When, in 2001, Wales was suffering from the foot and mouth outbreak, one could have been forgiven for thinking that the Welsh tourism industry would not end up being in a worse state. The coastal areas were relatively unaffected, yet the Welsh inland was virtually deserted for a number of months. However, last year proved to be an even worse experience for the Welsh tourist board than 2001 and this year has so far followed suit.
The incredibly bad financial and reputation results were put down to the weather. However, there may well be other reasons for the rot. Firstly, Wales is becoming a victim of the general trend for Europeans to use budget airlines. Whereas English people, for example, used to take the car to take a cheap break in hilly neighboring Wales, some flight tickets are now actually cheaper than the price of the petrol to Wales. The result – Wales loses out.
However, the weather has to take a large chunk of the blame too. Wales does not have an immense amount to offer when the elements are not being favourable. Even this year’s belated good weather is not expected to bring a final crowd of tourists. 43% of tour operators have admitted to dealing with less people than in recent years. 74% of them put the entire blame on the poor weather.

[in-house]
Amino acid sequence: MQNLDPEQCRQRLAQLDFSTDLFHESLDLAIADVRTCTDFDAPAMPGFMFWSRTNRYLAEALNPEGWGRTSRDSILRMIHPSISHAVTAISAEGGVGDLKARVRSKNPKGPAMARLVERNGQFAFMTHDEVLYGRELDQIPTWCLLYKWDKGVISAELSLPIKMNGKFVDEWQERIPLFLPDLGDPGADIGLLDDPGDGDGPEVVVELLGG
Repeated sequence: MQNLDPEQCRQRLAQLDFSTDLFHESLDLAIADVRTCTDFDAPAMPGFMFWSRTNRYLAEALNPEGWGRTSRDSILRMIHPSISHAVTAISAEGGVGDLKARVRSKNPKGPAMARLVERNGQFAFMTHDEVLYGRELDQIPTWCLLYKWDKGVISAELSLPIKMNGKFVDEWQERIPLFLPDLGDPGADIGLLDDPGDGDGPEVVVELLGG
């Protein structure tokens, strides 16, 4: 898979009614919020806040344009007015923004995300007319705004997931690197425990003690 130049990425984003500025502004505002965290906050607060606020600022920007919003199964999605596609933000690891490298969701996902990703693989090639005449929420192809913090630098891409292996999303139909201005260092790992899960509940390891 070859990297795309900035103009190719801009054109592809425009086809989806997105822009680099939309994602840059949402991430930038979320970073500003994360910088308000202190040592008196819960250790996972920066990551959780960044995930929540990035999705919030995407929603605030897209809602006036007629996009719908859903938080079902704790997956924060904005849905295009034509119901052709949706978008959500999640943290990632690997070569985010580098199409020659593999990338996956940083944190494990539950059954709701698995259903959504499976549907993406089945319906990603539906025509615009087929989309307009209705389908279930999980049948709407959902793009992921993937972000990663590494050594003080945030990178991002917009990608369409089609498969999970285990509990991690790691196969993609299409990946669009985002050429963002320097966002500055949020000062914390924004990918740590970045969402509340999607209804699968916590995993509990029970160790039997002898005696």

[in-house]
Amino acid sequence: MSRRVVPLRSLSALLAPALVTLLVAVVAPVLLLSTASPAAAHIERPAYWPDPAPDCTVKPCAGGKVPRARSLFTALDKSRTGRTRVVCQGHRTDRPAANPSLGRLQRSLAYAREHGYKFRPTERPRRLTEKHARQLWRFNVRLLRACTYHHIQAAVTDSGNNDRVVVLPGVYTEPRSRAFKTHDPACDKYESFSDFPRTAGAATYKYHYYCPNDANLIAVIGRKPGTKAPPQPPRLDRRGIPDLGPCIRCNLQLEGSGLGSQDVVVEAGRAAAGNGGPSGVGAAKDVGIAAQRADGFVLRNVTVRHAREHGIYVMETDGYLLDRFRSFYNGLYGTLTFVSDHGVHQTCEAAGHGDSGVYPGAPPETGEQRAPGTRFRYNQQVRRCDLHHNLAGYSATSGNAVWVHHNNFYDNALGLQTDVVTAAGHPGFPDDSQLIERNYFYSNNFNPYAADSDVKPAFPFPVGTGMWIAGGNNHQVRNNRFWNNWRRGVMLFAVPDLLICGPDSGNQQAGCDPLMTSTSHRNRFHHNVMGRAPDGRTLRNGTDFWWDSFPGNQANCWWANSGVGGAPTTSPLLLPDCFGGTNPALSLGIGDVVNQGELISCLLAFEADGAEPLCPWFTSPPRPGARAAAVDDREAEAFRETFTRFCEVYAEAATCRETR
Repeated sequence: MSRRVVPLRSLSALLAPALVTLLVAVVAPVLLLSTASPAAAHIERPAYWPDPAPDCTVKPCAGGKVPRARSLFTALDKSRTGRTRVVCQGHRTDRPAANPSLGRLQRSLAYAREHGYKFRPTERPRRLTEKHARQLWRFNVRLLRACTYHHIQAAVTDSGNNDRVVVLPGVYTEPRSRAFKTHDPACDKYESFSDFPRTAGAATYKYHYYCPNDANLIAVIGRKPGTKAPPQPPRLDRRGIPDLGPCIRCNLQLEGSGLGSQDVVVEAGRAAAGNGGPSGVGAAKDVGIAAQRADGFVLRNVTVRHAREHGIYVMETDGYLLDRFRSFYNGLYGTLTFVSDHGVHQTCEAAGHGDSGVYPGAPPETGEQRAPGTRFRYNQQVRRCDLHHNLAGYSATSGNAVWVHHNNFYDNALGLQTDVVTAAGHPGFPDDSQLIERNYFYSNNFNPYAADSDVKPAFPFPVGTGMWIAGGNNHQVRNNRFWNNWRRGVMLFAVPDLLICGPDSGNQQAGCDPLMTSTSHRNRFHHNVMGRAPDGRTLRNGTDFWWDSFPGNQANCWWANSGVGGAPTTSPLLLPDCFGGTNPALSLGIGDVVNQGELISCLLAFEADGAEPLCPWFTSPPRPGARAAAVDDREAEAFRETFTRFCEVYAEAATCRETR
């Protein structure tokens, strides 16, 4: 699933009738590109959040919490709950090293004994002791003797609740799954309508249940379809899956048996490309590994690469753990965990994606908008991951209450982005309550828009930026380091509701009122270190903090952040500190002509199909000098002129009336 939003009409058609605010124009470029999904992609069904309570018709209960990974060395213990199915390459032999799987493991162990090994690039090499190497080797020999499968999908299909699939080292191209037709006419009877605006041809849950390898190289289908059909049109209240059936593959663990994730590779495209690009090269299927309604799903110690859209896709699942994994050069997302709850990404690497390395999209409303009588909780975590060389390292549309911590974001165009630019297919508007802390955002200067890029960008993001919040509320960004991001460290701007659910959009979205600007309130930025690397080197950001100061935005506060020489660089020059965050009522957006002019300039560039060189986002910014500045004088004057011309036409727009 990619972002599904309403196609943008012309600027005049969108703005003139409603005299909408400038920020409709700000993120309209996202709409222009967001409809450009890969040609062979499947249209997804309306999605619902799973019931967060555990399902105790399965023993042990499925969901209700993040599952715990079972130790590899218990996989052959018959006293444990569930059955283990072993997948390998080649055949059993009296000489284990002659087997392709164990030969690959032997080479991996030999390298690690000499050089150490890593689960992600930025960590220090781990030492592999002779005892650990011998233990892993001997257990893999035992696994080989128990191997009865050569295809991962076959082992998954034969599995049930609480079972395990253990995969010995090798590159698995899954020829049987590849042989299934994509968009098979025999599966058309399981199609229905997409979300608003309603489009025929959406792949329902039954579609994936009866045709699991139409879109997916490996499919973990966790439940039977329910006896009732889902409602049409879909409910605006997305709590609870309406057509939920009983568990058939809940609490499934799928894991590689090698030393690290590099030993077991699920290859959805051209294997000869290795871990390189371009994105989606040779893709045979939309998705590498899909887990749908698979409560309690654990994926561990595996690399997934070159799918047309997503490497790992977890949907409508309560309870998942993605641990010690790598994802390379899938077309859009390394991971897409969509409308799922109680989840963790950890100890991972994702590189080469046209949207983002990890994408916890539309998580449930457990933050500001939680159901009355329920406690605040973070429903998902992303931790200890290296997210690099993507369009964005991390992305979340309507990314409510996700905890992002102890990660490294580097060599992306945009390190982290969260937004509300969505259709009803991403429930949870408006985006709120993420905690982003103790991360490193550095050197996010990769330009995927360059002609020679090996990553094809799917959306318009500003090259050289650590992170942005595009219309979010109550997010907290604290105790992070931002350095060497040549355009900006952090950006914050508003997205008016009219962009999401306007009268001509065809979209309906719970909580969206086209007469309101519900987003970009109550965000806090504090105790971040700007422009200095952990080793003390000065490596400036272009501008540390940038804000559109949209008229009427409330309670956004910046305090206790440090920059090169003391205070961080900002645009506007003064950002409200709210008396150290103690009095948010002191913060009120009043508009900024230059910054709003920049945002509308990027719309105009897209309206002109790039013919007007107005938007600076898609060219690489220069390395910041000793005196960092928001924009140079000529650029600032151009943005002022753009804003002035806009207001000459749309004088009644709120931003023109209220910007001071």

The number of international visits to Wales is dropping by something like 150.000 every year, a fact which is costing Welsh hotels, restaurants and other tourist organizations millions of pounds. Amongst improving advertising campaigns, the most important thing for the Welsh to do is to hope that the weather improves. If the summers in Britain continue in the same vain as in the last few years, there may well be a need for drastic changes.